NAREIM A&A Meeting Notes: Finding Clarity in Uncertain Economic Times
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William Shakespeare wrote in his play, The Tempest, “O Brave New World…” His exclamation is an appropriate response to the times we face today. Real estate investment managers hoping to learn whether 2013 is a good time to buy or to sell assets didn’t come away from the NAREIM Asset Management & Acquisitions Winter Meeting with simple answers. At a time when traditional economic cycles can be disrupted by political machinations and an increasingly mobile workforce, the challenge of finding clear opportunities in any market or product type is more difficult than ever. But in the full-day exploration of the forces shaping the investment management landscape, a few bright spots peeked through the fog of uncertainty.
Speakers covered a wide range of issues affecting real estate investment managers, from operations to market opportunities to data management. Back-to-back panels on the global economy and political considerations ran together seamlessly, as speakers and audience members agreed that economic conditions are a function of government action or inaction, far more today than in the past. And the conversation never strayed far from demographics, as the retirement of baby boomers and entry of millennials to the workforce affects investment strategy and talent development within the advisory business.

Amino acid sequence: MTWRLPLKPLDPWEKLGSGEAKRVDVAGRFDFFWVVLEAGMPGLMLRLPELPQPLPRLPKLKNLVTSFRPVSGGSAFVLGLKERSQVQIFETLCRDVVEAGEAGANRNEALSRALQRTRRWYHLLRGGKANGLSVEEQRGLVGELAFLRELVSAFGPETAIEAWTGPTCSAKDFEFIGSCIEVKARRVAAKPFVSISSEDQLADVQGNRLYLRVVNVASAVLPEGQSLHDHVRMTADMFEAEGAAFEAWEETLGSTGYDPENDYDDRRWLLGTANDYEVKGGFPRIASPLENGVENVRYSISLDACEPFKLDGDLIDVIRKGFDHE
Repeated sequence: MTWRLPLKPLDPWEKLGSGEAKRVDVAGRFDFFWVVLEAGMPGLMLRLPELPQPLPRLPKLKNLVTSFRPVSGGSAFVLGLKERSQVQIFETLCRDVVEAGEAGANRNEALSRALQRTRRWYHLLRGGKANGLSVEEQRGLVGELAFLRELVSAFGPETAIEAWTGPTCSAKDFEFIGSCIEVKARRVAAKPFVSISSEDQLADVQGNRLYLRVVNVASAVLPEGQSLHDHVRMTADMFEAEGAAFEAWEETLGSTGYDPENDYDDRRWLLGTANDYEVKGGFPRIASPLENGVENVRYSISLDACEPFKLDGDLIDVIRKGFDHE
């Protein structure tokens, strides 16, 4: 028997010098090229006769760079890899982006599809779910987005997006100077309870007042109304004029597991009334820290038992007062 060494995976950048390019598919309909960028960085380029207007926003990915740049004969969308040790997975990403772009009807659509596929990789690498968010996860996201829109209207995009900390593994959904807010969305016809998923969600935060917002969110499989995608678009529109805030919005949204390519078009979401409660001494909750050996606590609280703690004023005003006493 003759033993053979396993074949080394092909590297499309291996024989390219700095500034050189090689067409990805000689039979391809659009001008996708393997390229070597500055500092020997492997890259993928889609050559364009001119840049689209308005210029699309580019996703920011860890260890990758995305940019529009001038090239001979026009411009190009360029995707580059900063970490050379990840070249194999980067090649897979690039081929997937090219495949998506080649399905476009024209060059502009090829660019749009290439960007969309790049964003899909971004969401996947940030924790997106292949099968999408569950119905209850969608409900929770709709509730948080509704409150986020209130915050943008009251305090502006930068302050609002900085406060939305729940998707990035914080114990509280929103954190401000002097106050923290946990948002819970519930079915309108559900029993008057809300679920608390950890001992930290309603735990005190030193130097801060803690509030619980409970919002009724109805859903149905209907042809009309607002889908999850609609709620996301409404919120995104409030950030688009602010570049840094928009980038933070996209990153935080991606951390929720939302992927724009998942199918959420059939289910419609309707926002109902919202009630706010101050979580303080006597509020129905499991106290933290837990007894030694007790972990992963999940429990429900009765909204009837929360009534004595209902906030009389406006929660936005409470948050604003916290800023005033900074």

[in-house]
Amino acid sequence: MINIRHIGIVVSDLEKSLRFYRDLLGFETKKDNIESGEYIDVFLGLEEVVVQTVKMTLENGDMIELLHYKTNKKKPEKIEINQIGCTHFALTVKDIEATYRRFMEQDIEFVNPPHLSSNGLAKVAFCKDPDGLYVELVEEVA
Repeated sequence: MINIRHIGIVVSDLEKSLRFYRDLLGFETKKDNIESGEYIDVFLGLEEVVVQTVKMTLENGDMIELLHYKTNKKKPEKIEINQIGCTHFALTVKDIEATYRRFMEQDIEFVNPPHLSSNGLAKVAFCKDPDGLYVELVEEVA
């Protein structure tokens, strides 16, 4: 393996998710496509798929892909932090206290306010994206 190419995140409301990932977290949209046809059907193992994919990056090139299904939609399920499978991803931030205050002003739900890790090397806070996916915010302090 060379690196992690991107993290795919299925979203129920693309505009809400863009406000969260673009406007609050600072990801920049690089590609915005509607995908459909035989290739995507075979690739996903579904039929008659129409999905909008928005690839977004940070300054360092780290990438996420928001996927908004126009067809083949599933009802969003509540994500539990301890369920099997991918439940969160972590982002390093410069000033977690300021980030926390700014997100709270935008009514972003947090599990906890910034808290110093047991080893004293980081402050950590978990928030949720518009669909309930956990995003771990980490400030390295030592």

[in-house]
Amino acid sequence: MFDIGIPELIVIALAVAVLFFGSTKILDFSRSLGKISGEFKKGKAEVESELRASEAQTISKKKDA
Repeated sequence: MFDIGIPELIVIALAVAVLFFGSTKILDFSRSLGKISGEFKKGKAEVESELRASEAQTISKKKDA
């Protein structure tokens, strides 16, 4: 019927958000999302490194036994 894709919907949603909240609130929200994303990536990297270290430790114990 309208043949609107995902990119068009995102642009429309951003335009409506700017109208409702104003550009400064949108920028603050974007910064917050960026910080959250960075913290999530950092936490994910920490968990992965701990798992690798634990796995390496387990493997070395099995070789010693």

Changing Space, Shrinking Geography
“The ground under our feet is changing in real estate,” said NAREIM CEO Gunnar Branson. “Are we selling what people are buying? We may think we are selling square footage, but what people are buying or leasing is a place to live, or to get co-workers together, or to store stuff – and they want all those places to be close together.”